If your mouth always feels like the Sahara Desert, it could be a sign of a medical issue or a side effect of medication that you’re taking, so it’s best to consult with your dentist.
  • Spots and sores in your mouth
    If there’s something that doesn’t look or feel right in the mouth, and it lasts more than a week or is reoccurring, you should visit your dentist so that they can examine it.
  • Weak immune response
    If your immune system is weak due to an illness or medication, this can cause issues with your gums and make you more prone to cavities. In this case, it’s a good idea to see your dentist more frequently and keep them informed about your medication and current health status.

What happens during a routine dental check-up?

Once you’ve made the appointment, if you’ve not visited your dentist in a while, you may wonder what to expect from the visit. In general, the doctor will first ask about any problems you’ve recently had with your teeth, mouth or gums. He or she may also ask about your diet, smoking and teeth-cleaning habits.

After that, usually X-rays will be taken of your teeth to help find problems that are just starting or are hard to see. For example, it is quite often that caries can be hidden under a filling, and this is only visible thanks to an X-ray. Then, the dentist or their assistant will clean your teeth using various instruments to remove tartar and plaque, or they’ll advise you to make an appointment with a dental hygienist.

It is quite often that caries can be hidden under a filling, and this is only visible thanks to an X-ray.

The dentist will examine your teeth, gums and tongue to check for any issues. Based on what they find, they will recommend a treatment plan (if needed) and give you instructions on how to maintain your oral health at home.

Don’t be frustrated or scared if your dentist finds problems. By identifying the issue, you’re already on the way to fixing it – with your dentist’s help!

Good oral health means good overall health. What can you do to ensure the best condition of your teeth and gums? 

🦷 See your dentist at least once a year, even if you’re diligent with oral hygiene and even if you don’t feel pain.

🦷 Make a dental appointment if you’re feeling any pain, you’re planning to get pregnant, youre already pregnant, or you have a medical condition that may affect your oral health.

🦷 Proper daily oral care minimises the need for emergency visits.

🦷 Learn the right technique for brushing your teeth and use the best available tools to keep your mouth healthy.

🦷 Quit smoking, don’t use your teeth as a tool (for opening bottles, for example), and try to eat a balanced diet with sufficient content of dietary fibre for a healthy microbiome.

Why are so many of us afraid of visiting the dentist?

Most people who are scared of visiting the dentist are afraid of the pain, and yes, there was a time when dental visits were truly painful. However, with technological advancements, innovative techniques and pharmaceutical numbing agents, patients nowadays don’t feel as much pain as they did in the past.

Dental treatment is often carried out without any pain at all, in a very comfortable and safe environment. Some people even enjoy their time spent in the dental chair – they just close their eyes and let the professionals do their work. With modern anaesthetic options, a visit to the dentist doesn’t have to be a traumatic experience ever again.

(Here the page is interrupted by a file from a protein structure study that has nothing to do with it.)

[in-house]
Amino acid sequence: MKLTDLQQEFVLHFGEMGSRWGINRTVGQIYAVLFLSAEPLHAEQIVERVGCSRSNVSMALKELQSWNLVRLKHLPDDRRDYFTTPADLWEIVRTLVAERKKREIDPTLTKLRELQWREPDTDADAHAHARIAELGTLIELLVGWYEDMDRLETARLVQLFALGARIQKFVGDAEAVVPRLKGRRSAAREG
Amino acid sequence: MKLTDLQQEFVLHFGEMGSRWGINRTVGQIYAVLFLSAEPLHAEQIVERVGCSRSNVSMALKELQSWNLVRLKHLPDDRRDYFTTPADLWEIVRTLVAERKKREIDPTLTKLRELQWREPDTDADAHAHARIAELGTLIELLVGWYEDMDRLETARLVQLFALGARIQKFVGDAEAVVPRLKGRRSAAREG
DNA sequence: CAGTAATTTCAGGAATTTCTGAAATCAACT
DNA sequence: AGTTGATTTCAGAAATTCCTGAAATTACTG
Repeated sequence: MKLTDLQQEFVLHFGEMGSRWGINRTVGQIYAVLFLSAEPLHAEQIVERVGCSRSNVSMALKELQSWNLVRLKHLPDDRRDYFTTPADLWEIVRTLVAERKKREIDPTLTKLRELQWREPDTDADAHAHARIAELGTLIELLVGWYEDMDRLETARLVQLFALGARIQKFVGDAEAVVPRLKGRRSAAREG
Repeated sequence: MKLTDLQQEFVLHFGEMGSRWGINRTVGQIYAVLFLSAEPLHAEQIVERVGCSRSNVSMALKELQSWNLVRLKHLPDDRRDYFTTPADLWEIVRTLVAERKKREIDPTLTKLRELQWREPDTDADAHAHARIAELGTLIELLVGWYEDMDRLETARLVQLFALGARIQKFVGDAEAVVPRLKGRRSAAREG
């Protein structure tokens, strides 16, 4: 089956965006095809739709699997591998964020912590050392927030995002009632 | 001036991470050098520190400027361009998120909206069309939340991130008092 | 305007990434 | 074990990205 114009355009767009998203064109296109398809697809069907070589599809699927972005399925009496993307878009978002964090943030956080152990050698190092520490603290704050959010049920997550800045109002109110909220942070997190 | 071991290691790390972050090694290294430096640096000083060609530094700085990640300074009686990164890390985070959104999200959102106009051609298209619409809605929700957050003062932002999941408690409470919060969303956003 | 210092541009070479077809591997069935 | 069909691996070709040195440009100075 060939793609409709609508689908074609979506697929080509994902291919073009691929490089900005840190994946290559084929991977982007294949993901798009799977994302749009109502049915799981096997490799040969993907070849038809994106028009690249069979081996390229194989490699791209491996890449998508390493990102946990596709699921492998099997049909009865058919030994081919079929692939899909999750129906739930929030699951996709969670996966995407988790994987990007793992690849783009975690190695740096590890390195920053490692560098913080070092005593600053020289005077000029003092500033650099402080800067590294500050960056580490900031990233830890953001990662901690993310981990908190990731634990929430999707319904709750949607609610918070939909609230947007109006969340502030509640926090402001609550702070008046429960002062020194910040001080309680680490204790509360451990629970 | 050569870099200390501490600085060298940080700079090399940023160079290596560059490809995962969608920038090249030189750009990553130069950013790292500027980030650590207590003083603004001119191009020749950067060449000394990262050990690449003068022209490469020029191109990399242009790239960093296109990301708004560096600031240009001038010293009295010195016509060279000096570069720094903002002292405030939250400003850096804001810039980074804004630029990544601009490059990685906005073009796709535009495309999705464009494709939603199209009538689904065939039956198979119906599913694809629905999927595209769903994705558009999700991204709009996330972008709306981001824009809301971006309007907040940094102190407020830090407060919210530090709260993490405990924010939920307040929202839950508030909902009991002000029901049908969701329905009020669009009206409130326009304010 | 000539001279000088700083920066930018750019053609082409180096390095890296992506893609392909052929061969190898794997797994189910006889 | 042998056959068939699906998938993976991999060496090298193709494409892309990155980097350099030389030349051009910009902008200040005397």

What can I do for my own oral health?

Actually, a lot. Although good oral hygiene is not a replacement for a routine dental check-up, taking care of your oral health between dental visits is essential for keeping the number of dental appointments to a minimum and keeping your mouth healthy for a lifetime.

These are the three basic pillars of oral hygiene:

1. Brush your teeth properly

You probably know that you should brush your teeth at least twice a day, but most people don’t think too much about howthey brush. The right technique can significantly improve your oral health, so if you’re not sure whether your technique is the best one, ask your dentist or dental hygienist for advice. To protect your gums and teeth, use a gentle toothbrush with ultra-soft bristles. For even more precision and efficiency, try modern sonic toothbrushes with soft bristles even for the most sensitive teeth


2. Don’t neglect interdental spaces

There are billions of bacteria living in your interdental spaces, so you mustn’t forget to clean these areas too. The types and sizes of interdental brushes vary, but your dental professional will be happy to measure your interdental spaces and help you choose the ones that best suit your needs. It’s also a good idea to buy a special single brush designed for cleaning the teeth in the back of your mouth and other harder-to-reach spaces be sure to clean all those nooks and crannies in your mouth!


3. Use the right toothpaste

Many products on the market are too aggressive and abrasive for your teeth and gums, so make sure to choose a well-balanced toothpaste for protection and prevention. It may sound surprising but the most important mission of your toothpaste should be to support the natural protecting properties of saliva.  A good toothpaste should therefore not contain any aggressive ingredients, and should also contain the best possible compounds that work in favour of saliva and help with remineralisation of enamel. And always remember that toothpaste alone is not capable of disrupting all the dental plaque you need to do it mechanically, using a proper soft-bristled toothbrush.